The new Italian government and municipal authorities in Rome must act urgently to end discriminatory policies which deny Roma communities access to social housing, Amnesty International says.
In a letter to local authorities in the capital, Amnesty, along with human rights groups Associazione 21 Luglio, the European Roma Rights Centre (ERRC) and the Open Society Foundations (OSF), said new policies on housing breach international and EU law and represent a new low in discrimination against the Roma. The groups will also call on the new national government to act immediately to end this discrimination.
Social housing in Rome is allocated through a points-based system. In the last few weeks Roma families who live in formal camps in capital have been told a change of policy means they cannot receive the points they need to access social housing, as they are already living in ‘permanent structures’. Scores of families had already filed their applications for housing and many more were about to do so, when news of the new guidance emerged.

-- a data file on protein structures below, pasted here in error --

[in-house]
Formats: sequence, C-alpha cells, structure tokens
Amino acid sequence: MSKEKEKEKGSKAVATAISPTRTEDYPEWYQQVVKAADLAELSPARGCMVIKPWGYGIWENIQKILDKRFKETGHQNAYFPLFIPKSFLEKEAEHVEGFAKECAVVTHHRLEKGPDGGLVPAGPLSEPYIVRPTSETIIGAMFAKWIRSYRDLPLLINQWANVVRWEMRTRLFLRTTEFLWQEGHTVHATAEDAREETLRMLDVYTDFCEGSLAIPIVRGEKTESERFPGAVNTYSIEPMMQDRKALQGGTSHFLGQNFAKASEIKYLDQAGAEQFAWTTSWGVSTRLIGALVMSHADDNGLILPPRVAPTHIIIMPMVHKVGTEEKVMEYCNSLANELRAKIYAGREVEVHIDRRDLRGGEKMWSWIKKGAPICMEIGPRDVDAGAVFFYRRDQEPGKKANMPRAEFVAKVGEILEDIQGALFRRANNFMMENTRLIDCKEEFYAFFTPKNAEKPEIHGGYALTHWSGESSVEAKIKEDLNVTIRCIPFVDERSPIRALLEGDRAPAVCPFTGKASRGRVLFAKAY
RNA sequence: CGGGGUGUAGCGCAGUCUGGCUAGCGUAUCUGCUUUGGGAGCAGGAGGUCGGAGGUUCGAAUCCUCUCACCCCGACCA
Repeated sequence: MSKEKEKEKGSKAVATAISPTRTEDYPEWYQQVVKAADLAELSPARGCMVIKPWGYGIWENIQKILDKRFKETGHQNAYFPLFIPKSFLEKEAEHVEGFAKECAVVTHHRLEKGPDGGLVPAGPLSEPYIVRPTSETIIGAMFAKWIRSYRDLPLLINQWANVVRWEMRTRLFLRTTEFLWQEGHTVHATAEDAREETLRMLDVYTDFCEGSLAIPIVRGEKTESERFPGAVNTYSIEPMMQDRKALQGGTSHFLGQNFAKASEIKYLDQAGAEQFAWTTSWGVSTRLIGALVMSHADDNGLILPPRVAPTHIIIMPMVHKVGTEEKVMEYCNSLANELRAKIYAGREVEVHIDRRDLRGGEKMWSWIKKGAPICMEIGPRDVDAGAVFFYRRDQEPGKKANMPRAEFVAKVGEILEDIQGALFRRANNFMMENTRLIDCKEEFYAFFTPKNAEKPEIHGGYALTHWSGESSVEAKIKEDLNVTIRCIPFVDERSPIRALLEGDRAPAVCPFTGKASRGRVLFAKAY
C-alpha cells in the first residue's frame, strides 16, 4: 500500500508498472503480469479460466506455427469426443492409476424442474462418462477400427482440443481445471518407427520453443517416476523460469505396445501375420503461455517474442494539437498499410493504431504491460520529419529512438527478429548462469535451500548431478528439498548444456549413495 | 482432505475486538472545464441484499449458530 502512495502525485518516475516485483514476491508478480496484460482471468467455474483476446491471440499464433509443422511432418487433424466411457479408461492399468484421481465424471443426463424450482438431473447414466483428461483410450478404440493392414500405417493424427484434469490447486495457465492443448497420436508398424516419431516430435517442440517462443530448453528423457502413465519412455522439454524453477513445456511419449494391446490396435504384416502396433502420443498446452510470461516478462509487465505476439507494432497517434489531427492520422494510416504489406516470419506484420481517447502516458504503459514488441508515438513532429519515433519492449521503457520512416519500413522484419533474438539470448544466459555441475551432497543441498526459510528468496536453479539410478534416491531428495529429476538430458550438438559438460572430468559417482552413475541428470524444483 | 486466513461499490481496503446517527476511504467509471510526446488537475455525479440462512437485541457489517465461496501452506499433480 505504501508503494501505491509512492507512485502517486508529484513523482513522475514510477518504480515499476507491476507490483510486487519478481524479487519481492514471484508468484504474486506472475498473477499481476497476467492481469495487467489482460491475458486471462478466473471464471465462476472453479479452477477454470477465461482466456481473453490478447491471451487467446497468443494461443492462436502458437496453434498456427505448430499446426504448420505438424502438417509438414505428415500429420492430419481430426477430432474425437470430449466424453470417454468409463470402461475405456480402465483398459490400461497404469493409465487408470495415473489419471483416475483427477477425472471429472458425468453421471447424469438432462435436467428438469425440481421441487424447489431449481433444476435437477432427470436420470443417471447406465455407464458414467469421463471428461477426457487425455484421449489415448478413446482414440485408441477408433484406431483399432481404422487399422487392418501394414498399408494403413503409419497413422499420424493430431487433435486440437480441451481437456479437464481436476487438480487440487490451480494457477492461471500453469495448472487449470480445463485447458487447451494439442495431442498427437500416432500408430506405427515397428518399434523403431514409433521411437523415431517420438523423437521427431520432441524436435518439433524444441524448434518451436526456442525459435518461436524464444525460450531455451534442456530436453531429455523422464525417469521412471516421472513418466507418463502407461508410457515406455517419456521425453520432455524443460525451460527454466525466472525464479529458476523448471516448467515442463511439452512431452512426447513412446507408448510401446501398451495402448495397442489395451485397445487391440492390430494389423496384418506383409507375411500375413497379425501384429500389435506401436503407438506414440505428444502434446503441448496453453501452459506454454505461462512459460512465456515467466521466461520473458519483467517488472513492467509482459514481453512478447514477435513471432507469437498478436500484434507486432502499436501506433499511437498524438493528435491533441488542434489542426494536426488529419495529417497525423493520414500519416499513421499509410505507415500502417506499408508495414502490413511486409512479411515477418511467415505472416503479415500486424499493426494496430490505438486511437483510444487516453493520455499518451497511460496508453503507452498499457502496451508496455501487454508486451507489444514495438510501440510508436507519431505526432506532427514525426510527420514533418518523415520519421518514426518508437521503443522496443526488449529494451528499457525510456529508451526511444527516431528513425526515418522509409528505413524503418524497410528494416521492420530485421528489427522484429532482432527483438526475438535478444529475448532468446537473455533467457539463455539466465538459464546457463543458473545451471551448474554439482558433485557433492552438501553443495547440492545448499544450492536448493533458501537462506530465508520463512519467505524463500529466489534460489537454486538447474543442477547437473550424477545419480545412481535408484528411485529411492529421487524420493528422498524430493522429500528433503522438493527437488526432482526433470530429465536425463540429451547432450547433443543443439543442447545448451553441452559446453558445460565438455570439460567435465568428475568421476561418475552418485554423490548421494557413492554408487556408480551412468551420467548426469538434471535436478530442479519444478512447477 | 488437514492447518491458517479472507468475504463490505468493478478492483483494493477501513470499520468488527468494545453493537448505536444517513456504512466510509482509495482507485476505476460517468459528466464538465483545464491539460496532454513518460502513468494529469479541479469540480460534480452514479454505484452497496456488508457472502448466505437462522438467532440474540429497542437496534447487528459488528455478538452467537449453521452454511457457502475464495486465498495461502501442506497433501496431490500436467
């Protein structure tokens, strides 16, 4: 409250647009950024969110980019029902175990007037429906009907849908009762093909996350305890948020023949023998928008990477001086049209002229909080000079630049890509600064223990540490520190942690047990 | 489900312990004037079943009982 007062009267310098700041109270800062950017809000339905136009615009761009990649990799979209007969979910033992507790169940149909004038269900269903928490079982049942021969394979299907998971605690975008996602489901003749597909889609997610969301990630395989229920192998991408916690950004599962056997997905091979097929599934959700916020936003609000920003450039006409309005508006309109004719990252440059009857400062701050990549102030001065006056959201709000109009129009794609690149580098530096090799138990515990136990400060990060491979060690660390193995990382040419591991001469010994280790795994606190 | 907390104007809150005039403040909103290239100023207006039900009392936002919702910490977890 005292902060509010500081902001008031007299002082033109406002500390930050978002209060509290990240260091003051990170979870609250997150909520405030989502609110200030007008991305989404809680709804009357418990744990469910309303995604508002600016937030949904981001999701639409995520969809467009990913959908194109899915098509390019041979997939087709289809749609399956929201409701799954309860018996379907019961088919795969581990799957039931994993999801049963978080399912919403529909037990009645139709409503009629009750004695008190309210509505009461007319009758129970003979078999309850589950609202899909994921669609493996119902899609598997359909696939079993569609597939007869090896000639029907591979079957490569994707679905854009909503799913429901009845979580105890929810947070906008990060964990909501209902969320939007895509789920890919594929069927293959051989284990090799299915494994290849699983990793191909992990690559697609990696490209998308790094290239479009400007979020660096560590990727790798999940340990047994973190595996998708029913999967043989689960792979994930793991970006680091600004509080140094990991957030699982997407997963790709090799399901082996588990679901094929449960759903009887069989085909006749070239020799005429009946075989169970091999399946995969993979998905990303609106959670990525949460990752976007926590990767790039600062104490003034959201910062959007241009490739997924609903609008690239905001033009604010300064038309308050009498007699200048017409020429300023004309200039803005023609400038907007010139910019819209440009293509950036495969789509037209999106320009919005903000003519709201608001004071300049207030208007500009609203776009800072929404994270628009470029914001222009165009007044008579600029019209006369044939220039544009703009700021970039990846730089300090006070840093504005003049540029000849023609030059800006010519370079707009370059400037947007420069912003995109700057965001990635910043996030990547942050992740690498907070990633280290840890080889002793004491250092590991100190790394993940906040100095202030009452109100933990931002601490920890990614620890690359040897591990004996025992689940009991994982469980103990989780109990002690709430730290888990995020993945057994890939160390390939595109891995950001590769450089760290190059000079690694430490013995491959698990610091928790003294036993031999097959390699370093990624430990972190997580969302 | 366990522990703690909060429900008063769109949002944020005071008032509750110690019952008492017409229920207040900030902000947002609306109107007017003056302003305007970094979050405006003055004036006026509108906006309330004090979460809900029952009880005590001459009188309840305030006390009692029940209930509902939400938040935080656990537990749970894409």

Kate Allen, Director of Amnesty International UK, said:
“Roma people are discriminated against throughout Europe and this latest move represents a new low.
“It is shocking that authorities in Rome have brought in policies that prohibit Roma people from having equal access to social housing. The local authorities and new government must take action to end this discrimination as a matter of urgency.”
Formal camps house many of the Italian capital’s Roma population. They are separated from the rest of the city by main roads and high perimeter fences. The camps are often located a long way from essential services, such as hospitals and schools, and living conditions are often poor. The distance from the city centre makes it difficult for adults to find work. Almost all camps are monitored by cameras and guards.
Life in informal camps is even worse, with people having to put up with unhygienic conditions and little access to water, sanitation and electricity. They are often forcibly evicted from their homes.
The segregation of Roma communities from the rest of the city’s population means that integration and social inclusion are impossible.